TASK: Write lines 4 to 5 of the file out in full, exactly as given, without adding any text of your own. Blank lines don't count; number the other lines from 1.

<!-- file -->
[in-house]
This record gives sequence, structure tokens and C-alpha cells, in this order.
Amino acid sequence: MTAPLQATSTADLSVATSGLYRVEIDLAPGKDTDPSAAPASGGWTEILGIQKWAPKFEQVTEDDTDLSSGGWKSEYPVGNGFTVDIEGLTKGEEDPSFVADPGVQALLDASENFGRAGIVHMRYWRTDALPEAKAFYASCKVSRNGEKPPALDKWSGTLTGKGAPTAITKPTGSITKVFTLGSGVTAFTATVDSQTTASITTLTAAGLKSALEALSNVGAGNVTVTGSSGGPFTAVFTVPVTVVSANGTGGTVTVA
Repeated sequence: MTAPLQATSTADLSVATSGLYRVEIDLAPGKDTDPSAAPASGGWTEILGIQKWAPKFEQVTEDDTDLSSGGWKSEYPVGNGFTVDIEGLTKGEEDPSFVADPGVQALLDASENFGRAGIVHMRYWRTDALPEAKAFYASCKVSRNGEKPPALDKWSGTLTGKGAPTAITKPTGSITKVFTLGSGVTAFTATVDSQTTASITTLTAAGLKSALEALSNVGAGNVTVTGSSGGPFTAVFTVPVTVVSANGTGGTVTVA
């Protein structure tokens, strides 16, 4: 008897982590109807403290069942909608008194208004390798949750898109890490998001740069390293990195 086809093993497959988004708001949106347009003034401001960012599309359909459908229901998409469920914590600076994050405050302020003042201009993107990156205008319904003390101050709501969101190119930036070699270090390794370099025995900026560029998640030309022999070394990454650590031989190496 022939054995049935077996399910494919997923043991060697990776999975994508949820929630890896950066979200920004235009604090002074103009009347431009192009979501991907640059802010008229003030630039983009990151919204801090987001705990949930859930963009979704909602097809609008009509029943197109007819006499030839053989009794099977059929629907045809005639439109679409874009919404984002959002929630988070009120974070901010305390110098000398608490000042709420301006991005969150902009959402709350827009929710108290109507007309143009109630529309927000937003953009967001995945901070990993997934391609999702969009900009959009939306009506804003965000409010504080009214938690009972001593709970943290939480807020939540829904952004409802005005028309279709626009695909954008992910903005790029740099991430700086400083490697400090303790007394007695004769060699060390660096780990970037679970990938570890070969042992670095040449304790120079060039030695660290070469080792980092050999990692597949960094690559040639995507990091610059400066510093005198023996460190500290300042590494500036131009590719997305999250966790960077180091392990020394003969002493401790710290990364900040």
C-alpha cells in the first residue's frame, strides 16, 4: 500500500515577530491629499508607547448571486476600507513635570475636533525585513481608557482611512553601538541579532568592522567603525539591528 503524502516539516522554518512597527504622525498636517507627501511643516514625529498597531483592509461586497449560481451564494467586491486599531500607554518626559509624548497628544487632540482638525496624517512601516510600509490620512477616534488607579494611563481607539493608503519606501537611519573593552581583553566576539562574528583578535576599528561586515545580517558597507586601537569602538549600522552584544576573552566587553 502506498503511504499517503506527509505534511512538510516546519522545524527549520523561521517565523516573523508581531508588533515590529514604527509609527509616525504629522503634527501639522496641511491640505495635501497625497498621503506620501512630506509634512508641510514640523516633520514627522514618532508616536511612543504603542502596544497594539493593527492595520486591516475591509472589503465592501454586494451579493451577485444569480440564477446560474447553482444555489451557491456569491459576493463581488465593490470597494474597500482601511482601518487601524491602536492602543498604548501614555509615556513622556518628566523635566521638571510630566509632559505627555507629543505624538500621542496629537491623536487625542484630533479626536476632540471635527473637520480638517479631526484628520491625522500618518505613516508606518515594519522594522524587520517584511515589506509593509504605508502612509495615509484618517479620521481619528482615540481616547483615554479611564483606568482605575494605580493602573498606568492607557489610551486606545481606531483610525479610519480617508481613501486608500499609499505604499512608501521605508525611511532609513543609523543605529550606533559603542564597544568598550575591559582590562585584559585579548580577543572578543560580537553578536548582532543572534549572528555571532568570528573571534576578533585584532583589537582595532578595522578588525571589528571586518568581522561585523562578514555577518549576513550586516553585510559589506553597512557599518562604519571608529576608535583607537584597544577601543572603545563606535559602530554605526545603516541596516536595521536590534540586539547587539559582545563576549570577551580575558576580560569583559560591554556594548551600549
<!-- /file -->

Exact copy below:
Repeated sequence: MTAPLQATSTADLSVATSGLYRVEIDLAPGKDTDPSAAPASGGWTEILGIQKWAPKFEQVTEDDTDLSSGGWKSEYPVGNGFTVDIEGLTKGEEDPSFVADPGVQALLDASENFGRAGIVHMRYWRTDALPEAKAFYASCKVSRNGEKPPALDKWSGTLTGKGAPTAITKPTGSITKVFTLGSGVTAFTATVDSQTTASITTLTAAGLKSALEALSNVGAGNVTVTGSSGGPFTAVFTVPVTVVSANGTGGTVTVA
């Protein structure tokens, strides 16, 4: 008897982590109807403290069942909608008194208004390798949750898109890490998001740069390293990195 086809093993497959988004708001949106347009003034401001960012599309359909459908229901998409469920914590600076994050405050302020003042201009993107990156205008319904003390101050709501969101190119930036070699270090390794370099025995900026560029998640030309022999070394990454650590031989190496 022939054995049935077996399910494919997923043991060697990776999975994508949820929630890896950066979200920004235009604090002074103009009347431009192009979501991907640059802010008229003030630039983009990151919204801090987001705990949930859930963009979704909602097809609008009509029943197109007819006499030839053989009794099977059929629907045809005639439109679409874009919404984002959002929630988070009120974070901010305390110098000398608490000042709420301006991005969150902009959402709350827009929710108290109507007309143009109630529309927000937003953009967001995945901070990993997934391609999702969009900009959009939306009506804003965000409010504080009214938690009972001593709970943290939480807020939540829904952004409802005005028309279709626009695909954008992910903005790029740099991430700086400083490697400090303790007394007695004769060699060390660096780990970037679970990938570890070969042992670095040449304790120079060039030695660290070469080792980092050999990692597949960094690559040639995507990091610059400066510093005198023996460190500290300042590494500036131009590719997305999250966790960077180091392990020394003969002493401790710290990364900040």